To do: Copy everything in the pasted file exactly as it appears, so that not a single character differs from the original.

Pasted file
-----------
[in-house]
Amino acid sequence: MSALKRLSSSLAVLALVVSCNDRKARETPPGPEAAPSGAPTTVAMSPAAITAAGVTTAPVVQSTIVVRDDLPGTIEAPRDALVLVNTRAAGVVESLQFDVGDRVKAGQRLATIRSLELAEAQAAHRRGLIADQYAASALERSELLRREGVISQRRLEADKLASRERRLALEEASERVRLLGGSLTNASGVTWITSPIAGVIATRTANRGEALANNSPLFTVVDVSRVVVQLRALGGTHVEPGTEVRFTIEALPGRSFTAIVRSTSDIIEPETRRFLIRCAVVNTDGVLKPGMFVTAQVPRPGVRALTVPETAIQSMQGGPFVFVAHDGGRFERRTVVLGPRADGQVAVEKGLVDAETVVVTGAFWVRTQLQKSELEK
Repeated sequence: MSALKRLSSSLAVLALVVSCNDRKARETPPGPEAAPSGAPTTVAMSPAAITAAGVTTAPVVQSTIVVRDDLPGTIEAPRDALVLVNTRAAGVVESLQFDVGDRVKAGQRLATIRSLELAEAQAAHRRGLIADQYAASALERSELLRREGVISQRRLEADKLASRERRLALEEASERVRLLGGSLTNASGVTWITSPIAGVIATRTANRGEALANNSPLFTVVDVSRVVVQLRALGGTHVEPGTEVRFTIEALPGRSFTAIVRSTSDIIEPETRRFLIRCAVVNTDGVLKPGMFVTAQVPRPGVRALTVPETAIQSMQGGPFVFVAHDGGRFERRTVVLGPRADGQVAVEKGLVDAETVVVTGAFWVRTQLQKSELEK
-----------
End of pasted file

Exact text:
[in-house]
Amino acid sequence: MSALKRLSSSLAVLALVVSCNDRKARETPPGPEAAPSGAPTTVAMSPAAITAAGVTTAPVVQSTIVVRDDLPGTIEAPRDALVLVNTRAAGVVESLQFDVGDRVKAGQRLATIRSLELAEAQAAHRRGLIADQYAASALERSELLRREGVISQRRLEADKLASRERRLALEEASERVRLLGGSLTNASGVTWITSPIAGVIATRTANRGEALANNSPLFTVVDVSRVVVQLRALGGTHVEPGTEVRFTIEALPGRSFTAIVRSTSDIIEPETRRFLIRCAVVNTDGVLKPGMFVTAQVPRPGVRALTVPETAIQSMQGGPFVFVAHDGGRFERRTVVLGPRADGQVAVEKGLVDAETVVVTGAFWVRTQLQKSELEK
Repeated sequence: MSALKRLSSSLAVLALVVSCNDRKARETPPGPEAAPSGAPTTVAMSPAAITAAGVTTAPVVQSTIVVRDDLPGTIEAPRDALVLVNTRAAGVVESLQFDVGDRVKAGQRLATIRSLELAEAQAAHRRGLIADQYAASALERSELLRREGVISQRRLEADKLASRERRLALEEASERVRLLGGSLTNASGVTWITSPIAGVIATRTANRGEALANNSPLFTVVDVSRVVVQLRALGGTHVEPGTEVRFTIEALPGRSFTAIVRSTSDIIEPETRRFLIRCAVVNTDGVLKPGMFVTAQVPRPGVRALTVPETAIQSMQGGPFVFVAHDGGRFERRTVVLGPRADGQVAVEKGLVDAETVVVTGAFWVRTQLQKSELEK